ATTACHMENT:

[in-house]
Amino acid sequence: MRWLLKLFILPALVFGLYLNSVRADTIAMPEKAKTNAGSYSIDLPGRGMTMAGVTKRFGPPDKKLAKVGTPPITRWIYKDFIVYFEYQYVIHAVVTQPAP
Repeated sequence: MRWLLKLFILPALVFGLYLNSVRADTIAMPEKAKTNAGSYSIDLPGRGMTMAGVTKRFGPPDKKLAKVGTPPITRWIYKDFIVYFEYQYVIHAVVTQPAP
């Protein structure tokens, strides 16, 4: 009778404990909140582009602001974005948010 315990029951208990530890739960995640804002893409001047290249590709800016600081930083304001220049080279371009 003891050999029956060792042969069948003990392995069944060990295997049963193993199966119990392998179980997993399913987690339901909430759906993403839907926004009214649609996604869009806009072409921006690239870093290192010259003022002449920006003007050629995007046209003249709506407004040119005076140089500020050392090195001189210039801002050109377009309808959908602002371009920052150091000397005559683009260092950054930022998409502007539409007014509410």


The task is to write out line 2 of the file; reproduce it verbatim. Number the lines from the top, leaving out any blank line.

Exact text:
Amino acid sequence: MRWLLKLFILPALVFGLYLNSVRADTIAMPEKAKTNAGSYSIDLPGRGMTMAGVTKRFGPPDKKLAKVGTPPITRWIYKDFIVYFEYQYVIHAVVTQPAP